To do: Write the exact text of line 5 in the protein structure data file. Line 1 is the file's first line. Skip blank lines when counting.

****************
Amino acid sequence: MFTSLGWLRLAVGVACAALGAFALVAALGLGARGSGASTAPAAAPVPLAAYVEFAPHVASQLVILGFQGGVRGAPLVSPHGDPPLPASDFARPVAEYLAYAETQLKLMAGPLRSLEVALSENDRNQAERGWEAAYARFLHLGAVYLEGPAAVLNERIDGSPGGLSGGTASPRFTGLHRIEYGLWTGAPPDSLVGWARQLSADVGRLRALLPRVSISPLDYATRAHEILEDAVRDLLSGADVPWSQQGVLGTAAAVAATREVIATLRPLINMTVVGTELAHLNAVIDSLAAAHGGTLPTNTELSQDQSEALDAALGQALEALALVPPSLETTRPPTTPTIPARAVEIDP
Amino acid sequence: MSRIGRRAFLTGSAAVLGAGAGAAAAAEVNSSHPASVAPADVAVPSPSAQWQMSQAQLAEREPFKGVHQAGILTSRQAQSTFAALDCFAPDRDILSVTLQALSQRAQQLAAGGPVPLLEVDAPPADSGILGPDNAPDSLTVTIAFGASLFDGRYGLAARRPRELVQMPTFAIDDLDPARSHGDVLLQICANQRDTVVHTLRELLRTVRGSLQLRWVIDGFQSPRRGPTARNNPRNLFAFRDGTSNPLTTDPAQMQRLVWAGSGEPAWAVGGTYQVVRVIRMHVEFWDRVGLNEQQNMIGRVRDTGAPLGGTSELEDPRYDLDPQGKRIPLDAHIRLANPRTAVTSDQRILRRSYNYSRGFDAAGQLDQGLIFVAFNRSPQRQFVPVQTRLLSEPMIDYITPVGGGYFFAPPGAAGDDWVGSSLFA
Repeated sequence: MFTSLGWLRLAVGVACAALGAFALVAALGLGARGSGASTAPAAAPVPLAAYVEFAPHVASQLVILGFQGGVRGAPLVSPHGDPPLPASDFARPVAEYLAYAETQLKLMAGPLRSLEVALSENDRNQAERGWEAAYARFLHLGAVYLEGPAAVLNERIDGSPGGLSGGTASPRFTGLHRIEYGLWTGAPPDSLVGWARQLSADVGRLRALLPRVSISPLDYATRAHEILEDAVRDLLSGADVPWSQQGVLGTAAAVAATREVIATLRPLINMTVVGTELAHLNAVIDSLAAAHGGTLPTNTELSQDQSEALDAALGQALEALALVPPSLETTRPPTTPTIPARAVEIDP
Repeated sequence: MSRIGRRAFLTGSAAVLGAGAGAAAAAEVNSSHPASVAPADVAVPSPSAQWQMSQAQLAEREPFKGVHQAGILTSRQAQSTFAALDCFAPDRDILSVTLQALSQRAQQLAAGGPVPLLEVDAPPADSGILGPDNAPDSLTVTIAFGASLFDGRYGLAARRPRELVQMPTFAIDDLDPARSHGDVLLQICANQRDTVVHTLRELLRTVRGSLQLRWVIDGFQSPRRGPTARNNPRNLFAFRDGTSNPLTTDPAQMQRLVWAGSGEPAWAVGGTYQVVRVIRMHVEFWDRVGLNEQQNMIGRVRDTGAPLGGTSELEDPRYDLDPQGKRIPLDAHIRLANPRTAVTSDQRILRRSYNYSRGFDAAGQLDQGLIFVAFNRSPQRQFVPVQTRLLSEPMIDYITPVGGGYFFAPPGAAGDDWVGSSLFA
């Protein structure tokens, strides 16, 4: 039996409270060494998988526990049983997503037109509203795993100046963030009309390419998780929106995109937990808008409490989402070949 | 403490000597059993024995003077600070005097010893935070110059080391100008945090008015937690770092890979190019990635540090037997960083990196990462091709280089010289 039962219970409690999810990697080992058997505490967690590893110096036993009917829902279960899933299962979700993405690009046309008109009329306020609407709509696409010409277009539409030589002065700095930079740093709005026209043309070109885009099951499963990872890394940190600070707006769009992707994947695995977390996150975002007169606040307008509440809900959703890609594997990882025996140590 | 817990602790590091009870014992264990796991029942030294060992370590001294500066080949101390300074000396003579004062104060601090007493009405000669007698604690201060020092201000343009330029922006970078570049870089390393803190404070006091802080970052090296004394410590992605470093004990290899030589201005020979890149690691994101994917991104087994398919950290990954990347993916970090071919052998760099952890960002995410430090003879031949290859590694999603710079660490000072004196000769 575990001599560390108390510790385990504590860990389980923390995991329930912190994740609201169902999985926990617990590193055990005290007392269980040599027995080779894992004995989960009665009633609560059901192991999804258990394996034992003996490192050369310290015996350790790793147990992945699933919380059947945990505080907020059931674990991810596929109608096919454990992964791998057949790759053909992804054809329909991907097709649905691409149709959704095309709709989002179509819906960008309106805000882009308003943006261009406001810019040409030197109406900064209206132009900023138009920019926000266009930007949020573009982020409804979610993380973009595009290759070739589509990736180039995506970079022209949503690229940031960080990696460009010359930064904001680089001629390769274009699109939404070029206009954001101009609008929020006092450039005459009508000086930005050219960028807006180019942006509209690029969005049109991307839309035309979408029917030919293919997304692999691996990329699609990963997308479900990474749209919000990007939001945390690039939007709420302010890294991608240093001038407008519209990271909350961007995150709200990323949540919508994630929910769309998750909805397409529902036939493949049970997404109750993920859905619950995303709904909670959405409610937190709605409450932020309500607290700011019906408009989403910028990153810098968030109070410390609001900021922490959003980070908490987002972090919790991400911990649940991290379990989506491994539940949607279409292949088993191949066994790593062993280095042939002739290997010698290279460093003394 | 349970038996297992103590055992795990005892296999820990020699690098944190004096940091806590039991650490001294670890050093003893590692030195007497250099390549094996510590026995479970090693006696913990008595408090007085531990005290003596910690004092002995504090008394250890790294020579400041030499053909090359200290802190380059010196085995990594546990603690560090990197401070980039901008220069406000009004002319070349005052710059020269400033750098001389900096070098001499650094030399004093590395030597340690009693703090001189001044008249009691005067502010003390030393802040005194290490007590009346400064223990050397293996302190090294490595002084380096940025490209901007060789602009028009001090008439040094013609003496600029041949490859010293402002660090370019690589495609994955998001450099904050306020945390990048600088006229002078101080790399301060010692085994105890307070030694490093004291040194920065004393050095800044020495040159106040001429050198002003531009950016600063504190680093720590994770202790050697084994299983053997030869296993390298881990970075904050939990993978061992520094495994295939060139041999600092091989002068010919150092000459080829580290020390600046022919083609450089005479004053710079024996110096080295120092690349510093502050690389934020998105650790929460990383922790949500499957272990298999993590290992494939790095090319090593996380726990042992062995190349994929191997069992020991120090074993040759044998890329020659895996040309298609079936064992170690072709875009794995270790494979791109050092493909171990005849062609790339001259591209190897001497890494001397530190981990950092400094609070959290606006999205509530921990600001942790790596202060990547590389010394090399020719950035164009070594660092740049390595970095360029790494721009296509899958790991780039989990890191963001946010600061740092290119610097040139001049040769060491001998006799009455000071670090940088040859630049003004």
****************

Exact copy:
């Protein structure tokens, strides 16, 4: 039996409270060494998988526990049983997503037109509203795993100046963030009309390419998780929106995109937990808008409490989402070949 | 403490000597059993024995003077600070005097010893935070110059080391100008945090008015937690770092890979190019990635540090037997960083990196990462091709280089010289 039962219970409690999810990697080992058997505490967690590893110096036993009917829902279960899933299962979700993405690009046309008109009329306020609407709509696409010409277009539409030589002065700095930079740093709005026209043309070109885009099951499963990872890394940190600070707006769009992707994947695995977390996150975002007169606040307008509440809900959703890609594997990882025996140590 | 817990602790590091009870014992264990796991029942030294060992370590001294500066080949101390300074000396003579004062104060601090007493009405000669007698604690201060020092201000343009330029922006970078570049870089390393803190404070006091802080970052090296004394410590992605470093004990290899030589201005020979890149690691994101994917991104087994398919950290990954990347993916970090071919052998760099952890960002995410430090003879031949290859590694999603710079660490000072004196000769 575990001599560390108390510790385990504590860990389980923390995991329930912190994740609201169902999985926990617990590193055990005290007392269980040599027995080779894992004995989960009665009633609560059901192991999804258990394996034992003996490192050369310290015996350790790793147990992945699933919380059947945990505080907020059931674990991810596929109608096919454990992964791998057949790759053909992804054809329909991907097709649905691409149709959704095309709709989002179509819906960008309106805000882009308003943006261009406001810019040409030197109406900064209206132009900023138009920019926000266009930007949020573009982020409804979610993380973009595009290759070739589509990736180039995506970079022209949503690229940031960080990696460009010359930064904001680089001629390769274009699109939404070029206009954001101009609008929020006092450039005459009508000086930005050219960028807006180019942006509209690029969005049109991307839309035309979408029917030919293919997304692999691996990329699609990963997308479900990474749209919000990007939001945390690039939007709420302010890294991608240093001038407008519209990271909350961007995150709200990323949540919508994630929910769309998750909805397409529902036939493949049970997404109750993920859905619950995303709904909670959405409610937190709605409450932020309500607290700011019906408009989403910028990153810098968030109070410390609001900021922490959003980070908490987002972090919790991400911990649940991290379990989506491994539940949607279409292949088993191949066994790593062993280095042939002739290997010698290279460093003394 | 349970038996297992103590055992795990005892296999820990020699690098944190004096940091806590039991650490001294670890050093003893590692030195007497250099390549094996510590026995479970090693006696913990008595408090007085531990005290003596910690004092002995504090008394250890790294020579400041030499053909090359200290802190380059010196085995990594546990603690560090990197401070980039901008220069406000009004002319070349005052710059020269400033750098001389900096070098001499650094030399004093590395030597340690009693703090001189001044008249009691005067502010003390030393802040005194290490007590009346400064223990050397293996302190090294490595002084380096940025490209901007060789602009028009001090008439040094013609003496600029041949490859010293402002660090370019690589495609994955998001450099904050306020945390990048600088006229002078101080790399301060010692085994105890307070030694490093004291040194920065004393050095800044020495040159106040001429050198002003531009950016600063504190680093720590994770202790050697084994299983053997030869296993390298881990970075904050939990993978061992520094495994295939060139041999600092091989002068010919150092000459080829580290020390600046022919083609450089005479004053710079024996110096080295120092690349510093502050690389934020998105650790929460990383922790949500499957272990298999993590290992494939790095090319090593996380726990042992062995190349994929191997069992020991120090074993040759044998890329020659895996040309298609079936064992170690072709875009794995270790494979791109050092493909171990005849062609790339001259591209190897001497890494001397530190981990950092400094609070959290606006999205509530921990600001942790790596202060990547590389010394090399020719950035164009070594660092740049390595970095360029790494721009296509899958790991780039989990890191963001946010600061740092290119610097040139001049040769060491001998006799009455000071670090940088040859630049003004």